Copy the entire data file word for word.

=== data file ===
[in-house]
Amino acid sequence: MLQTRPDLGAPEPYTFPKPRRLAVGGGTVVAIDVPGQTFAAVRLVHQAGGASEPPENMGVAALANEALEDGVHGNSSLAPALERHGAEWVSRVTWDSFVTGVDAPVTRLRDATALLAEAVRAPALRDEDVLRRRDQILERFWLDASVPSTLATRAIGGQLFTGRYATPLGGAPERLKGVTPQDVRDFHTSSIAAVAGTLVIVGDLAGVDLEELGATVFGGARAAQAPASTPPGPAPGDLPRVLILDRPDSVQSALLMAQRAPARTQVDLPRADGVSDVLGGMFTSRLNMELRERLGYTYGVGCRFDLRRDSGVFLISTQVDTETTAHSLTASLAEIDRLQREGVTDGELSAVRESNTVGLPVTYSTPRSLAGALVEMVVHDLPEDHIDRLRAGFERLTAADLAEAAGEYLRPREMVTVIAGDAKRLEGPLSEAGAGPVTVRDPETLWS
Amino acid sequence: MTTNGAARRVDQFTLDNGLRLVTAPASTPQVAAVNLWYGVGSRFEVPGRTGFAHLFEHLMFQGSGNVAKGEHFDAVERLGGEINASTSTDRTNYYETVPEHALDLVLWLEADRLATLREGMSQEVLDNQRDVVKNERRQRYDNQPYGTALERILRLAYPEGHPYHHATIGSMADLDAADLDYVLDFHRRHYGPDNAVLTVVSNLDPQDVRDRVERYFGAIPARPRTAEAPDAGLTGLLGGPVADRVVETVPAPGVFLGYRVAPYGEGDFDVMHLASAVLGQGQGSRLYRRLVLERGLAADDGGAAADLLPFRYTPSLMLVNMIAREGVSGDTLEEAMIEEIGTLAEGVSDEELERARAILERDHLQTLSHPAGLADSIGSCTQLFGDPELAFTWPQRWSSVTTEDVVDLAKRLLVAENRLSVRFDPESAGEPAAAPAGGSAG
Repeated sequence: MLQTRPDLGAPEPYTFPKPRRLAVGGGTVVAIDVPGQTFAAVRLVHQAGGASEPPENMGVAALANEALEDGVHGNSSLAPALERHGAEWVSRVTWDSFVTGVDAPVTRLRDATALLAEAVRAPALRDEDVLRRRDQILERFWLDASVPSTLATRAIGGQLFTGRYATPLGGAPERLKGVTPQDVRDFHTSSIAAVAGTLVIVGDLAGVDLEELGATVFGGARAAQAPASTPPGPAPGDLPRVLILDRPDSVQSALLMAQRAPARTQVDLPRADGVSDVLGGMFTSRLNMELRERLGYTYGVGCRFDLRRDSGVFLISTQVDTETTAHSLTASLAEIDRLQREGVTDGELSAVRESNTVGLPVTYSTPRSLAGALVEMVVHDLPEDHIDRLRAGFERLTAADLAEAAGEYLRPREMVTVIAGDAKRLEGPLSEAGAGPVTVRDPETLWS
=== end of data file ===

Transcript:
[in-house]
Amino acid sequence: MLQTRPDLGAPEPYTFPKPRRLAVGGGTVVAIDVPGQTFAAVRLVHQAGGASEPPENMGVAALANEALEDGVHGNSSLAPALERHGAEWVSRVTWDSFVTGVDAPVTRLRDATALLAEAVRAPALRDEDVLRRRDQILERFWLDASVPSTLATRAIGGQLFTGRYATPLGGAPERLKGVTPQDVRDFHTSSIAAVAGTLVIVGDLAGVDLEELGATVFGGARAAQAPASTPPGPAPGDLPRVLILDRPDSVQSALLMAQRAPARTQVDLPRADGVSDVLGGMFTSRLNMELRERLGYTYGVGCRFDLRRDSGVFLISTQVDTETTAHSLTASLAEIDRLQREGVTDGELSAVRESNTVGLPVTYSTPRSLAGALVEMVVHDLPEDHIDRLRAGFERLTAADLAEAAGEYLRPREMVTVIAGDAKRLEGPLSEAGAGPVTVRDPETLWS
Amino acid sequence: MTTNGAARRVDQFTLDNGLRLVTAPASTPQVAAVNLWYGVGSRFEVPGRTGFAHLFEHLMFQGSGNVAKGEHFDAVERLGGEINASTSTDRTNYYETVPEHALDLVLWLEADRLATLREGMSQEVLDNQRDVVKNERRQRYDNQPYGTALERILRLAYPEGHPYHHATIGSMADLDAADLDYVLDFHRRHYGPDNAVLTVVSNLDPQDVRDRVERYFGAIPARPRTAEAPDAGLTGLLGGPVADRVVETVPAPGVFLGYRVAPYGEGDFDVMHLASAVLGQGQGSRLYRRLVLERGLAADDGGAAADLLPFRYTPSLMLVNMIAREGVSGDTLEEAMIEEIGTLAEGVSDEELERARAILERDHLQTLSHPAGLADSIGSCTQLFGDPELAFTWPQRWSSVTTEDVVDLAKRLLVAENRLSVRFDPESAGEPAAAPAGGSAG
Repeated sequence: MLQTRPDLGAPEPYTFPKPRRLAVGGGTVVAIDVPGQTFAAVRLVHQAGGASEPPENMGVAALANEALEDGVHGNSSLAPALERHGAEWVSRVTWDSFVTGVDAPVTRLRDATALLAEAVRAPALRDEDVLRRRDQILERFWLDASVPSTLATRAIGGQLFTGRYATPLGGAPERLKGVTPQDVRDFHTSSIAAVAGTLVIVGDLAGVDLEELGATVFGGARAAQAPASTPPGPAPGDLPRVLILDRPDSVQSALLMAQRAPARTQVDLPRADGVSDVLGGMFTSRLNMELRERLGYTYGVGCRFDLRRDSGVFLISTQVDTETTAHSLTASLAEIDRLQREGVTDGELSAVRESNTVGLPVTYSTPRSLAGALVEMVVHDLPEDHIDRLRAGFERLTAADLAEAAGEYLRPREMVTVIAGDAKRLEGPLSEAGAGPVTVRDPETLWS